A woman who drove three and a half miles in the wrong direction on U.S. 17 in Stafford County before smashing into another vehicle and killing a man was convicted of involuntary manslaughter Tuesday in Stafford Circuit Court.

Bianca A. Bowman, 31, of Arlington, was convicted following a daylong bench trial in front of Judge Charles Sharp. The case had originally been scheduled for a three-day jury trial, but both sides agreed to let Sharp decide the matter.

Bowman, who had no prior criminal record, will face a maximum penalty of 10 years in prison when she is sentenced May 23.



A key witness in Commonwealth’s Attorney Eric Olsen’s case Tuesday was Marcus McDonald, who testified that he and his wife were on their way home shortly after midnight on Oct. 15, 2017, when he saw a Honda SUV turning the wrong way onto U.S. 17 from Goldvein Road in Fauquier County.

McDonald said he made a quick U-turn and headed south in the proper lanes in an effort to get the attention of Bowman, who by now was in Stafford heading south in the northbound lanes.

The evidence showed that McDonald flashed his lights and blew his horn in an effort to get the driver’s attention. He also called 911 and watched as at least three northbound vehicles maneuvered out of the SUV’s path.

But near the crest of a hill in the area of Richlands Road in the Hartwood area of Stafford, Bowman’s vehicle ran head-on into an Audi sedan carrying three people from Bunker Hill, W.Va. The three were on their way home after spending the evening at Kings Dominion.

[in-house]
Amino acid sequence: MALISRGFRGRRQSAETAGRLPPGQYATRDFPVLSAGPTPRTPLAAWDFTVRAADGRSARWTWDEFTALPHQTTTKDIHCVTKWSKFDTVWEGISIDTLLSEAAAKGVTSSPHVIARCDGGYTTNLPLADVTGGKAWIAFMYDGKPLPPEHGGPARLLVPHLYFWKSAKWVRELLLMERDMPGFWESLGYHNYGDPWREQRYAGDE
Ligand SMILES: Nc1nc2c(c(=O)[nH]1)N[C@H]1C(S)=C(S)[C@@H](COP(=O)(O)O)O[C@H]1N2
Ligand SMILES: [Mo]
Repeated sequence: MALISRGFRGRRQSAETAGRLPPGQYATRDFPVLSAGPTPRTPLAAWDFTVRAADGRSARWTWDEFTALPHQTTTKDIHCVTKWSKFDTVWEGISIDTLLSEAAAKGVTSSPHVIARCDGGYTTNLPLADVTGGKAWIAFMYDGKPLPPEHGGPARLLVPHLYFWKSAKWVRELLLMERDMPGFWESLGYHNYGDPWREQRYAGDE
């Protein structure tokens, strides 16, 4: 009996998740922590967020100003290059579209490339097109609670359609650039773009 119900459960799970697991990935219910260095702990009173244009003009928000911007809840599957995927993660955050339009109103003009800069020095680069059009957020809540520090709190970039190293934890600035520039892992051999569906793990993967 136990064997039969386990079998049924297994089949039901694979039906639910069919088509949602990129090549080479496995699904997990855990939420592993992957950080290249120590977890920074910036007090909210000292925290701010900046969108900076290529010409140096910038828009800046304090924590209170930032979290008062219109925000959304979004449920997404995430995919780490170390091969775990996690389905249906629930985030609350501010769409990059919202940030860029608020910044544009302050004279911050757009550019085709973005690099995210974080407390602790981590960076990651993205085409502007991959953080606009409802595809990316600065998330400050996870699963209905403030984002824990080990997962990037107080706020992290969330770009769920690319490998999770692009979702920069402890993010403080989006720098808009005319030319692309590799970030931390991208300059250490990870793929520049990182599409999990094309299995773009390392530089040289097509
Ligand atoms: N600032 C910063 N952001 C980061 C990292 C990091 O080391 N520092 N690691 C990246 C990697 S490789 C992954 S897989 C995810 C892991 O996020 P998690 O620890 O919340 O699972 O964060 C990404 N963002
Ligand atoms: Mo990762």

The driver, 23-year-old Luke D. Pollard, died at the scene. His younger brother, Trevor Pollard, suffered a traumatic brain injury and is permanently disabled. Luke Pollard’s fiancée, Madison Eggleton, was riding in the front seat and suffered relatively minor injuries.

Bowman’s husband was intoxicated and lying in the back seat of the Honda at the time of the crash, according to testimony in the trial. Bowman, who had no alcohol in her system, said she was the designated driver that night.

Olsen said in his closing arguments that Bowman was “oblivious” to the road signs and other indications that she was going the wrong way. He said her attempts to blame the road and her GPS for her confusion were flawed.

“It’s not the road’s fault. It’s not the GPS’ fault. It’s Ms. Bowman’s fault,” Olsen said.

Defense attorney Peter Greenspun argued that the evidence against Bowman did not rise to the level of a felony. He said there was no alcohol, texting or racing involved and that she simply made a terrible mistake that she didn’t realize until it was too late.

Judge Sharp said he found portions of Bowman’s testimony “incredible” and said her view of the proper southbound lanes was unobstructed. He said that factors such as all the other traffic was heading the other way, the position of the signs she was passing and the fact that she could see cars heading south in the proper lanes were things that should have alerted her.

“One can be blind to all those red flags only to a point,” Sharp said. “No reasonable person could have disregarded all those red flags.”

Sharp allowed Bowman to remain free on bond pending her sentencing. She was ordered to do no driving.

Keith Epps: 540/374-5404 kepps@freelancestar.com

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